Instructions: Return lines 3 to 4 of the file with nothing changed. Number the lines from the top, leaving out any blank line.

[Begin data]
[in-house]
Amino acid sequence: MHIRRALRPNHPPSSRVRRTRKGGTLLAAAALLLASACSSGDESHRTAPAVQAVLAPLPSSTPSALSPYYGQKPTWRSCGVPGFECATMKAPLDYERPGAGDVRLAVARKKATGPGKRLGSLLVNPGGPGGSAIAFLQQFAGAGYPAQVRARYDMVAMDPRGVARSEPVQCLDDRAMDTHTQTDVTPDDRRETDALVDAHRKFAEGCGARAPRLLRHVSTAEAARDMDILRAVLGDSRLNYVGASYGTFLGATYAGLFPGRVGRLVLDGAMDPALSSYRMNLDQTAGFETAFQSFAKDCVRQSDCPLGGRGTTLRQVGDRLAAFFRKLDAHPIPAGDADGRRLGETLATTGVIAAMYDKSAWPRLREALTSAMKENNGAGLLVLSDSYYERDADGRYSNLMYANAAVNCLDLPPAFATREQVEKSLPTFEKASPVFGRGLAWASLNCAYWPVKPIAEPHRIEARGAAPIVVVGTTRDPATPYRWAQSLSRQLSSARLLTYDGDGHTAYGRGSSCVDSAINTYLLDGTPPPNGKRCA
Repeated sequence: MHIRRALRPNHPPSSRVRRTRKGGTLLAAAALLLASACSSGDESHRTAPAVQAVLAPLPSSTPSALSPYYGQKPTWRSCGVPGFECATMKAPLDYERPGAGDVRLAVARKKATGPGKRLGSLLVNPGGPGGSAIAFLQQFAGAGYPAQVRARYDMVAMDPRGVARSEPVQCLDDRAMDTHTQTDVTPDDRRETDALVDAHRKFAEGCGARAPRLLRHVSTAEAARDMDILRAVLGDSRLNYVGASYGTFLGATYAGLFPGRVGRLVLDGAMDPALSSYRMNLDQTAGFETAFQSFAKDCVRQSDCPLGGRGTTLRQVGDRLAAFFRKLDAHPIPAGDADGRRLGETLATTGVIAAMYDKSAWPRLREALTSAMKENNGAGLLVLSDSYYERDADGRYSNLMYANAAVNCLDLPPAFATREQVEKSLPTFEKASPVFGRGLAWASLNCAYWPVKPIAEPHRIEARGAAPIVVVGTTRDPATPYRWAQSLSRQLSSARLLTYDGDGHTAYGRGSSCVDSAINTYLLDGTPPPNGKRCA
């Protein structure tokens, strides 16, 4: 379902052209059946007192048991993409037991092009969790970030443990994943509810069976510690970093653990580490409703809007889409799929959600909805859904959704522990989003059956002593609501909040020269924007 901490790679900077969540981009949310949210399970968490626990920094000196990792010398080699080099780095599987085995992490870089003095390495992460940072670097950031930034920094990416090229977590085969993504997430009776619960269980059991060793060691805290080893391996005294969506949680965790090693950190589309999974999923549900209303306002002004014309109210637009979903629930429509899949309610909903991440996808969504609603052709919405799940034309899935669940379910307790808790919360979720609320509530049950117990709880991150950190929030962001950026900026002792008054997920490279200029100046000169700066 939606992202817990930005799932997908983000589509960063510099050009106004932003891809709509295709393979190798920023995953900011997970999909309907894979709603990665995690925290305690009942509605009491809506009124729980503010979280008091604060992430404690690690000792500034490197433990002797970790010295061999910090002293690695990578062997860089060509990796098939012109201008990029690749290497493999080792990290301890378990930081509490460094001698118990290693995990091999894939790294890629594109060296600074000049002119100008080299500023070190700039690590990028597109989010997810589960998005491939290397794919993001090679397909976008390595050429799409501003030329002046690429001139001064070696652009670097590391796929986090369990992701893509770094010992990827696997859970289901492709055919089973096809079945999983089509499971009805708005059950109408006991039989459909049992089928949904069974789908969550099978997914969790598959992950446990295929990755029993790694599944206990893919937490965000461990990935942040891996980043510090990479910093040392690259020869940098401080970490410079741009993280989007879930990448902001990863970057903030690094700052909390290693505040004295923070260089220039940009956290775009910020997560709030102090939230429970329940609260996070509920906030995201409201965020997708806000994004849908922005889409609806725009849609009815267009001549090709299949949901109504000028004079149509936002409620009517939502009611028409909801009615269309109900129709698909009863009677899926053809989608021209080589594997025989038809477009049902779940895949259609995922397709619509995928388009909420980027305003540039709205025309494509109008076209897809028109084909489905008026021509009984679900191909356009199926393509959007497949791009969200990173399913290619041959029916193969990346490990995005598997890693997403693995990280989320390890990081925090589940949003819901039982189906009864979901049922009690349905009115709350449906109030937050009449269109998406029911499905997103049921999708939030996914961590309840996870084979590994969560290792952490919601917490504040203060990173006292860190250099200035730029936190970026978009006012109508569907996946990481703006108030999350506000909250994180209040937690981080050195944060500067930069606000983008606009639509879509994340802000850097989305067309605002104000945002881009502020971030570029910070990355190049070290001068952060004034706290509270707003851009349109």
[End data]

Repeated sequence: MHIRRALRPNHPPSSRVRRTRKGGTLLAAAALLLASACSSGDESHRTAPAVQAVLAPLPSSTPSALSPYYGQKPTWRSCGVPGFECATMKAPLDYERPGAGDVRLAVARKKATGPGKRLGSLLVNPGGPGGSAIAFLQQFAGAGYPAQVRARYDMVAMDPRGVARSEPVQCLDDRAMDTHTQTDVTPDDRRETDALVDAHRKFAEGCGARAPRLLRHVSTAEAARDMDILRAVLGDSRLNYVGASYGTFLGATYAGLFPGRVGRLVLDGAMDPALSSYRMNLDQTAGFETAFQSFAKDCVRQSDCPLGGRGTTLRQVGDRLAAFFRKLDAHPIPAGDADGRRLGETLATTGVIAAMYDKSAWPRLREALTSAMKENNGAGLLVLSDSYYERDADGRYSNLMYANAAVNCLDLPPAFATREQVEKSLPTFEKASPVFGRGLAWASLNCAYWPVKPIAEPHRIEARGAAPIVVVGTTRDPATPYRWAQSLSRQLSSARLLTYDGDGHTAYGRGSSCVDSAINTYLLDGTPPPNGKRCA
């Protein structure tokens, strides 16, 4: 379902052209059946007192048991993409037991092009969790970030443990994943509810069976510690970093653990580490409703809007889409799929959600909805859904959704522990989003059956002593609501909040020269924007 901490790679900077969540981009949310949210399970968490626990920094000196990792010398080699080099780095599987085995992490870089003095390495992460940072670097950031930034920094990416090229977590085969993504997430009776619960269980059991060793060691805290080893391996005294969506949680965790090693950190589309999974999923549900209303306002002004014309109210637009979903629930429509899949309610909903991440996808969504609603052709919405799940034309899935669940379910307790808790919360979720609320509530049950117990709880991150950190929030962001950026900026002792008054997920490279200029100046000169700066 939606992202817990930005799932997908983000589509960063510099050009106004932003891809709509295709393979190798920023995953900011997970999909309907894979709603990665995690925290305690009942509605009491809506009124729980503010979280008091604060992430404690690690000792500034490197433990002797970790010295061999910090002293690695990578062997860089060509990796098939012109201008990029690749290497493999080792990290301890378990930081509490460094001698118990290693995990091999894939790294890629594109060296600074000049002119100008080299500023070190700039690590990028597109989010997810589960998005491939290397794919993001090679397909976008390595050429799409501003030329002046690429001139001064070696652009670097590391796929986090369990992701893509770094010992990827696997859970289901492709055919089973096809079945999983089509499971009805708005059950109408006991039989459909049992089928949904069974789908969550099978997914969790598959992950446990295929990755029993790694599944206990893919937490965000461990990935942040891996980043510090990479910093040392690259020869940098401080970490410079741009993280989007879930990448902001990863970057903030690094700052909390290693505040004295923070260089220039940009956290775009910020997560709030102090939230429970329940609260996070509920906030995201409201965020997708806000994004849908922005889409609806725009849609009815267009001549090709299949949901109504000028004079149509936002409620009517939502009611028409909801009615269309109900129709698909009863009677899926053809989608021209080589594997025989038809477009049902779940895949259609995922397709619509995928388009909420980027305003540039709205025309494509109008076209897809028109084909489905008026021509009984679900191909356009199926393509959007497949791009969200990173399913290619041959029916193969990346490990995005598997890693997403693995990280989320390890990081925090589940949003819901039982189906009864979901049922009690349905009115709350449906109030937050009449269109998406029911499905997103049921999708939030996914961590309840996870084979590994969560290792952490919601917490504040203060990173006292860190250099200035730029936190970026978009006012109508569907996946990481703006108030999350506000909250994180209040937690981080050195944060500067930069606000983008606009639509879509994340802000850097989305067309605002104000945002881009502020971030570029910070990355190049070290001068952060004034706290509270707003851009349109």